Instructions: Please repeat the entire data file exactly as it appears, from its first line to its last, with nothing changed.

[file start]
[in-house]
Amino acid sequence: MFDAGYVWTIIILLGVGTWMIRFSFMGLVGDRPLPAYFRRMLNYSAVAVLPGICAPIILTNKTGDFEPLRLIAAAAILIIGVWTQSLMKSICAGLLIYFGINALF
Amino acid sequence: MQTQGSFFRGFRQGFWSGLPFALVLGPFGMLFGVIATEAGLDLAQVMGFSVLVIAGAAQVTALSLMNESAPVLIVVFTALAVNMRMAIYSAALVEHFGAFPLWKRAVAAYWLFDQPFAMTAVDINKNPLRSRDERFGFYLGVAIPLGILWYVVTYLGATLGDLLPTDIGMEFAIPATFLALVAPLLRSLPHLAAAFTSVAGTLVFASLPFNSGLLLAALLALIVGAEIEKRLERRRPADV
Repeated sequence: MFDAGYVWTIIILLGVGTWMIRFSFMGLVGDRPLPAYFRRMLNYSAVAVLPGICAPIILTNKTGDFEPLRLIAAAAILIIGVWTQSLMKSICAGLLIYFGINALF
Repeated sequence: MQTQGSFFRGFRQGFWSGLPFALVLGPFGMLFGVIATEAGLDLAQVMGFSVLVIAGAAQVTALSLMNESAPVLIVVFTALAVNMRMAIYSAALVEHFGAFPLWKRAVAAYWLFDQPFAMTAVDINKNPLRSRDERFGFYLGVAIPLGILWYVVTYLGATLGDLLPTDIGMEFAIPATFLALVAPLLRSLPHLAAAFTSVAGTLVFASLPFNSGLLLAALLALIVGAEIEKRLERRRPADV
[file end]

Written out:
[in-house]
Amino acid sequence: MFDAGYVWTIIILLGVGTWMIRFSFMGLVGDRPLPAYFRRMLNYSAVAVLPGICAPIILTNKTGDFEPLRLIAAAAILIIGVWTQSLMKSICAGLLIYFGINALF
Amino acid sequence: MQTQGSFFRGFRQGFWSGLPFALVLGPFGMLFGVIATEAGLDLAQVMGFSVLVIAGAAQVTALSLMNESAPVLIVVFTALAVNMRMAIYSAALVEHFGAFPLWKRAVAAYWLFDQPFAMTAVDINKNPLRSRDERFGFYLGVAIPLGILWYVVTYLGATLGDLLPTDIGMEFAIPATFLALVAPLLRSLPHLAAAFTSVAGTLVFASLPFNSGLLLAALLALIVGAEIEKRLERRRPADV
Repeated sequence: MFDAGYVWTIIILLGVGTWMIRFSFMGLVGDRPLPAYFRRMLNYSAVAVLPGICAPIILTNKTGDFEPLRLIAAAAILIIGVWTQSLMKSICAGLLIYFGINALF
Repeated sequence: MQTQGSFFRGFRQGFWSGLPFALVLGPFGMLFGVIATEAGLDLAQVMGFSVLVIAGAAQVTALSLMNESAPVLIVVFTALAVNMRMAIYSAALVEHFGAFPLWKRAVAAYWLFDQPFAMTAVDINKNPLRSRDERFGFYLGVAIPLGILWYVVTYLGATLGDLLPTDIGMEFAIPATFLALVAPLLRSLPHLAAAFTSVAGTLVFASLPFNSGLLLAALLALIVGAEIEKRLERRRPADV